George Will

WASHINGTON -- When, beginning in 1901, the Supreme Court decided some cases about how the Constitution applied to overseas territories, Mr. Dooley, the meditative bartender created by Finley Peter Dunne, mused that "no matter whether th' constitution follows th' flag or not, th' supreme coort follows th' iliction returns." Actually, the court rarely "follows" election results in the sense of conforming rulings to them. But on the eve of this singular inauguration, the court has agreed to hear a case in which it must follow, in the sense of assess, last November's returns. The case concerns a manifestly anachronistic and therefore now constitutionally dubious provision of the Voting Rights Act of 1965.

That year, because they had used many tactics to suppress voting by blacks, six states and some jurisdictions in other states were required to seek permission -- "pre-clearance" -- from the Justice Department for even minor changes in voting procedures. In 1975, the act was extended to cover Texas and two other states. The act's "bailout" provision, which ostensibly provides a path by which jurisdictions can end federal supervision, is so burdensome as to be often unusable. The pre-clearance requirements, which were originally intended to exist for five years, have been extended four times, most recently in 2006 --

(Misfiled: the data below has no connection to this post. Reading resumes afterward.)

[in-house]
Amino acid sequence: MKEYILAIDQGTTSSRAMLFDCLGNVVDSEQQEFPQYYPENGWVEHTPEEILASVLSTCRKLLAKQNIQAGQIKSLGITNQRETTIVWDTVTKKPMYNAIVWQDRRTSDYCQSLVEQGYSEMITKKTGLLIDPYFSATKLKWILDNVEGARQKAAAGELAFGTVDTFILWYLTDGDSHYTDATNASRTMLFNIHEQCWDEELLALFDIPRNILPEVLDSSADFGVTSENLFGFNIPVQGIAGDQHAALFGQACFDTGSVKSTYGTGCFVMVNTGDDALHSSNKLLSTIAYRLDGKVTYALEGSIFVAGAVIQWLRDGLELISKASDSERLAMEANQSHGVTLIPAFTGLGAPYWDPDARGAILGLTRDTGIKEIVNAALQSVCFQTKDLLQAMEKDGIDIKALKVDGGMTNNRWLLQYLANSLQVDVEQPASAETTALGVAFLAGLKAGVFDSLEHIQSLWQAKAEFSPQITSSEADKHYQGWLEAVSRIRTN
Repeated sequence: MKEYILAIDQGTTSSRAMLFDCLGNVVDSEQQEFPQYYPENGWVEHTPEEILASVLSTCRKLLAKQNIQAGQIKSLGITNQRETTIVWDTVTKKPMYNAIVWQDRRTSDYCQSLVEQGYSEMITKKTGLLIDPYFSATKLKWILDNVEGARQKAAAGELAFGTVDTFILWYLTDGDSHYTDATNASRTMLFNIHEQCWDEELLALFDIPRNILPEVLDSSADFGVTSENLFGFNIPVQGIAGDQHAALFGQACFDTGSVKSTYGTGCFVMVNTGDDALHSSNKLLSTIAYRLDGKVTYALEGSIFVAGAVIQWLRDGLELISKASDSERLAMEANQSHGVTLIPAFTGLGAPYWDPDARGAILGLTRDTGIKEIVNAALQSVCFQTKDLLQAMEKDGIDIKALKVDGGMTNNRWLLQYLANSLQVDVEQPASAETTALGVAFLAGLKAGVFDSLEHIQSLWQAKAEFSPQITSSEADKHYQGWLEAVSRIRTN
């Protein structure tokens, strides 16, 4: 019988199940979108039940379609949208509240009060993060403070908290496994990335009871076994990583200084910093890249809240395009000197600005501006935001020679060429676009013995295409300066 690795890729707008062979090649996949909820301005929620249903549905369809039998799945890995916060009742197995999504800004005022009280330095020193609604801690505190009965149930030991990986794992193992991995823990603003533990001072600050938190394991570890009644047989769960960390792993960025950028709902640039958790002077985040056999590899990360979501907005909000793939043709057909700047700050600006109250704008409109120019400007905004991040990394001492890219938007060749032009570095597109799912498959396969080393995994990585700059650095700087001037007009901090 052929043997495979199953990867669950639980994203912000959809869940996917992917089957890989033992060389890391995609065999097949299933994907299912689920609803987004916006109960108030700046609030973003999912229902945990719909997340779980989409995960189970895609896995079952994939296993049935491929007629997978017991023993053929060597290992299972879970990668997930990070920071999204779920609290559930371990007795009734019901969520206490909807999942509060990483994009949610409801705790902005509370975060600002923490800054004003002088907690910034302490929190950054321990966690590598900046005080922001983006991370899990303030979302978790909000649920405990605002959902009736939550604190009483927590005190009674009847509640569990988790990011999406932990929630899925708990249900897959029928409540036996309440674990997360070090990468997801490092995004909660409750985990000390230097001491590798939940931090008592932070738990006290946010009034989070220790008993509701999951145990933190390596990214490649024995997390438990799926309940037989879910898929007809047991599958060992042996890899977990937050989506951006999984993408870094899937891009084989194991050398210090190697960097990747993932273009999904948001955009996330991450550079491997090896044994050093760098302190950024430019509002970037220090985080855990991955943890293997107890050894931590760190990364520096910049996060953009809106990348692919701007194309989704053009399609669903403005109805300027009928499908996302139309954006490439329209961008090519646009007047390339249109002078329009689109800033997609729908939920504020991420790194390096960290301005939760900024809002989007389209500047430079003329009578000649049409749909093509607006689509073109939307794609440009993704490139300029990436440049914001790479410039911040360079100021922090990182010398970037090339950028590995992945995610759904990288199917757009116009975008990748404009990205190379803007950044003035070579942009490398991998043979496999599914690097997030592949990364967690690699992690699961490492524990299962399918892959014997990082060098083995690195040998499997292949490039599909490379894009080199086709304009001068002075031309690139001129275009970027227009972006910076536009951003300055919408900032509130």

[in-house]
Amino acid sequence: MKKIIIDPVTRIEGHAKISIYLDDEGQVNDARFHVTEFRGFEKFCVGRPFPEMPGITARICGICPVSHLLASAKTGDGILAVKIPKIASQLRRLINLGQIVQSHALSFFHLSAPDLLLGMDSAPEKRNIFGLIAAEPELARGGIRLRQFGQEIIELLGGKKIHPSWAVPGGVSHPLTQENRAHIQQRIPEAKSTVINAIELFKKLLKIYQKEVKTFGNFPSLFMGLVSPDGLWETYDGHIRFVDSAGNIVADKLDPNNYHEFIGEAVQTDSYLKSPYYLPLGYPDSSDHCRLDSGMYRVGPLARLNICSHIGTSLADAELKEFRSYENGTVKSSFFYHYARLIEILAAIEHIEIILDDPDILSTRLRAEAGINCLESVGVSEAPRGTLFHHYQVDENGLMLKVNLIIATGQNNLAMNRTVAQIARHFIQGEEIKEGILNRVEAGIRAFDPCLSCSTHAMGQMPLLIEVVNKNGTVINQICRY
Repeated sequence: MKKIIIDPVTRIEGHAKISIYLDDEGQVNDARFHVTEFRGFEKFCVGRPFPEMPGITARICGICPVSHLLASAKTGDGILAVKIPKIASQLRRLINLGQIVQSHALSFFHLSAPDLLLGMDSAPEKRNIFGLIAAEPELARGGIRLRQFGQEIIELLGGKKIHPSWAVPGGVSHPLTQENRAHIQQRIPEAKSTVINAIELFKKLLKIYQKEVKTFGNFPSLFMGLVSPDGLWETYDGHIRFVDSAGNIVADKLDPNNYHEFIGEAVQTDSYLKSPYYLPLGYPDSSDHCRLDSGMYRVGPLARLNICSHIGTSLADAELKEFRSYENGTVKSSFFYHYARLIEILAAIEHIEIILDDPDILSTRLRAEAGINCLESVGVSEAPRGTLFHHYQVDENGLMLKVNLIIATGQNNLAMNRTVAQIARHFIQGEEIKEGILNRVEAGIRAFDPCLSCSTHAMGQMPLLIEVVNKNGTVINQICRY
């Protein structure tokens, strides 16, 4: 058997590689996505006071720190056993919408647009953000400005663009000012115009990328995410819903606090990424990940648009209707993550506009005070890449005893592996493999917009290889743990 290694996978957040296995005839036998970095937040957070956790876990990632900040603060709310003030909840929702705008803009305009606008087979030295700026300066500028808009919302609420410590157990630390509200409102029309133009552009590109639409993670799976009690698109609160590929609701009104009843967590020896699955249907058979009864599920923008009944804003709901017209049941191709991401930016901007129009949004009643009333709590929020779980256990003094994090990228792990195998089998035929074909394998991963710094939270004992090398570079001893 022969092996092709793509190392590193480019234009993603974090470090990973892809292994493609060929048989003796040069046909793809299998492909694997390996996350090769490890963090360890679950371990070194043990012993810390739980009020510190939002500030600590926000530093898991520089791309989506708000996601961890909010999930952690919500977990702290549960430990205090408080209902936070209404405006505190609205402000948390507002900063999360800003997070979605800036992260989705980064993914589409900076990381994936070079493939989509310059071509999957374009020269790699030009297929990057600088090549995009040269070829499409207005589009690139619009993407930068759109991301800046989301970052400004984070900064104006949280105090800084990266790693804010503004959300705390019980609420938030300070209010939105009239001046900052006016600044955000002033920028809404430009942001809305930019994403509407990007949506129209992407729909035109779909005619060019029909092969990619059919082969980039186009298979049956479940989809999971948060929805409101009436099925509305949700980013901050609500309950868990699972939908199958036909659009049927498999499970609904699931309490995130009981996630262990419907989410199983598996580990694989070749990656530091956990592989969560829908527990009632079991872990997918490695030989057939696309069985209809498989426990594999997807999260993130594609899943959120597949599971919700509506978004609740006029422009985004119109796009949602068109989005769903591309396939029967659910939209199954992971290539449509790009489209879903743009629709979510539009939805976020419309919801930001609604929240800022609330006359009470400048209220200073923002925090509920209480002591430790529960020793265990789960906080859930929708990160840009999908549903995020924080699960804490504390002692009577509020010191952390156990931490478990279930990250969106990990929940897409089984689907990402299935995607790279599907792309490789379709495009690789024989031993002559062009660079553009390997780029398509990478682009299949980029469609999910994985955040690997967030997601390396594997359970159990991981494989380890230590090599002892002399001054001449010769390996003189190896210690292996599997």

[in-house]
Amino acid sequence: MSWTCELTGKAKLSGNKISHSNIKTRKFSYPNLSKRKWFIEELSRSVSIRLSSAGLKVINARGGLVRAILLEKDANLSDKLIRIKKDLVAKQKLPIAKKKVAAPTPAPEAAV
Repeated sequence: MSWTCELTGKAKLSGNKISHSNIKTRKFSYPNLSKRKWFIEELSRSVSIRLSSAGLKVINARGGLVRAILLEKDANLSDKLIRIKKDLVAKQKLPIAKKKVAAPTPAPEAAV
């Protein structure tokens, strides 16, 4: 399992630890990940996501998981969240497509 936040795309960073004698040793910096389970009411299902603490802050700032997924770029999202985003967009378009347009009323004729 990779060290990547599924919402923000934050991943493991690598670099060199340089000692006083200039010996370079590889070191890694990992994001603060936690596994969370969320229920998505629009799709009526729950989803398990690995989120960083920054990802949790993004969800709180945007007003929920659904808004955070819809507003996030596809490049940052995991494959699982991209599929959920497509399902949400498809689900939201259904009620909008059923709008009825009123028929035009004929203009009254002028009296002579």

for 25 years. The Senate voted the extension to 2031 unanimously, which is evidence that genuflection had replaced reflection.

Now, however, a Texas utility district that did not exist until 1986 and which has never had a voting-related complaint, says that the bailout provision has been virtually nullified by judicial interpretations. It further argues that the pre-clearance requirement -- arguably the most intrusive law abridging states' sovereignty -- was a response to a vanished emergency and is, after 44 years of racial progress, an indefensible violation of the Constitution's federal structure. The district argues that it "consigns broad swaths of the nation to apparently perpetual federal receivership" based on absurdly out-of-date evidence.

George Will

George F. Will is a 1976 Pulitzer Prize winner whose columns are syndicated in more than 400 magazines and newspapers worldwide.
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